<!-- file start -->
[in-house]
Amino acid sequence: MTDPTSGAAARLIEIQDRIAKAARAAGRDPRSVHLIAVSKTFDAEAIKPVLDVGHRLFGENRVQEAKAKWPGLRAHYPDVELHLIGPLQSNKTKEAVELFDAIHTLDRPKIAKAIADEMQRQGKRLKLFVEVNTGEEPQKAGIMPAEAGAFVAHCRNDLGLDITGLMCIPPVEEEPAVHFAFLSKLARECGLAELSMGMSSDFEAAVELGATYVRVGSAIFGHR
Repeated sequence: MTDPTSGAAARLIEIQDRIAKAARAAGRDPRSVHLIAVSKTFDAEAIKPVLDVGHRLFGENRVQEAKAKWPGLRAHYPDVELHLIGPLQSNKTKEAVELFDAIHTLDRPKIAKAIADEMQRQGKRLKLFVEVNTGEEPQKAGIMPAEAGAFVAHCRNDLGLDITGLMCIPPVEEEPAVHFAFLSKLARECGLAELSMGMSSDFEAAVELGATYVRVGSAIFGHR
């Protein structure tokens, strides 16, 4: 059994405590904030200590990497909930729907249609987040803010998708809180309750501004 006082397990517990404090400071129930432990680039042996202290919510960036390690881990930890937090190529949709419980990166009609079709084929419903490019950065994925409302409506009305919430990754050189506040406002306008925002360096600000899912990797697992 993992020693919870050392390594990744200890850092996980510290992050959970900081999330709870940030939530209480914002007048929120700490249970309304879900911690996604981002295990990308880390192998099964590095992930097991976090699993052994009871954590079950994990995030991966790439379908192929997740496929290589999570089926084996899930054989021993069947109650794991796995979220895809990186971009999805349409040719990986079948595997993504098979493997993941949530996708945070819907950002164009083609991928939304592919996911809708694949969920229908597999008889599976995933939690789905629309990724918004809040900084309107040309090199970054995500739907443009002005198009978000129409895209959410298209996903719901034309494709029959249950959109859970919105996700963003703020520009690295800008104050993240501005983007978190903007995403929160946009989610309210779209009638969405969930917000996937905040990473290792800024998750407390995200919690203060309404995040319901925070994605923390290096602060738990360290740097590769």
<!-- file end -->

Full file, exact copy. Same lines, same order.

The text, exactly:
[in-house]
Amino acid sequence: MTDPTSGAAARLIEIQDRIAKAARAAGRDPRSVHLIAVSKTFDAEAIKPVLDVGHRLFGENRVQEAKAKWPGLRAHYPDVELHLIGPLQSNKTKEAVELFDAIHTLDRPKIAKAIADEMQRQGKRLKLFVEVNTGEEPQKAGIMPAEAGAFVAHCRNDLGLDITGLMCIPPVEEEPAVHFAFLSKLARECGLAELSMGMSSDFEAAVELGATYVRVGSAIFGHR
Repeated sequence: MTDPTSGAAARLIEIQDRIAKAARAAGRDPRSVHLIAVSKTFDAEAIKPVLDVGHRLFGENRVQEAKAKWPGLRAHYPDVELHLIGPLQSNKTKEAVELFDAIHTLDRPKIAKAIADEMQRQGKRLKLFVEVNTGEEPQKAGIMPAEAGAFVAHCRNDLGLDITGLMCIPPVEEEPAVHFAFLSKLARECGLAELSMGMSSDFEAAVELGATYVRVGSAIFGHR
């Protein structure tokens, strides 16, 4: 059994405590904030200590990497909930729907249609987040803010998708809180309750501004 006082397990517990404090400071129930432990680039042996202290919510960036390690881990930890937090190529949709419980990166009609079709084929419903490019950065994925409302409506009305919430990754050189506040406002306008925002360096600000899912990797697992 993992020693919870050392390594990744200890850092996980510290992050959970900081999330709870940030939530209480914002007048929120700490249970309304879900911690996604981002295990990308880390192998099964590095992930097991976090699993052994009871954590079950994990995030991966790439379908192929997740496929290589999570089926084996899930054989021993069947109650794991796995979220895809990186971009999805349409040719990986079948595997993504098979493997993941949530996708945070819907950002164009083609991928939304592919996911809708694949969920229908597999008889599976995933939690789905629309990724918004809040900084309107040309090199970054995500739907443009002005198009978000129409895209959410298209996903719901034309494709029959249950959109859970919105996700963003703020520009690295800008104050993240501005983007978190903007995403929160946009989610309210779209009638969405969930917000996937905040990473290792800024998750407390995200919690203060309404995040319901925070994605923390290096602060738990360290740097590769």